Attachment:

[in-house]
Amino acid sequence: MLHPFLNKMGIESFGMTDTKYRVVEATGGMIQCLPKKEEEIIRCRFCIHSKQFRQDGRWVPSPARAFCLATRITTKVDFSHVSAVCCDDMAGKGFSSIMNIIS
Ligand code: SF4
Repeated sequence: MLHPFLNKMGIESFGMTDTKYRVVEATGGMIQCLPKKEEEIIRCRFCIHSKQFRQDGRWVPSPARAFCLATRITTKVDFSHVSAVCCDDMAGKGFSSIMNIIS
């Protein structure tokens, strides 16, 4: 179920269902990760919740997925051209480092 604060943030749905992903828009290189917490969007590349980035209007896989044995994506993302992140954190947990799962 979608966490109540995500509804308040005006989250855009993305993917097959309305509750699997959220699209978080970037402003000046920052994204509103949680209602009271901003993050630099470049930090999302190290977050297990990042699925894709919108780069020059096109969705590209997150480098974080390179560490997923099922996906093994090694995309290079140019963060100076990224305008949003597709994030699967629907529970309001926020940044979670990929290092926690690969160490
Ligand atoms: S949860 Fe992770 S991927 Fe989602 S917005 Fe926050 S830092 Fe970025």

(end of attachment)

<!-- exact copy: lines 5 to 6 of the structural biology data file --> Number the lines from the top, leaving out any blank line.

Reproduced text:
């Protein structure tokens, strides 16, 4: 179920269902990760919740997925051209480092 604060943030749905992903828009290189917490969007590349980035209007896989044995994506993302992140954190947990799962 979608966490109540995500509804308040005006989250855009993305993917097959309305509750699997959220699209978080970037402003000046920052994204509103949680209602009271901003993050630099470049930090999302190290977050297990990042699925894709919108780069020059096109969705590209997150480098974080390179560490997923099922996906093994090694995309290079140019963060100076990224305008949003597709994030699967629907529970309001926020940044979670990929290092926690690969160490
Ligand atoms: S949860 Fe992770 S991927 Fe989602 S917005 Fe926050 S830092 Fe970025």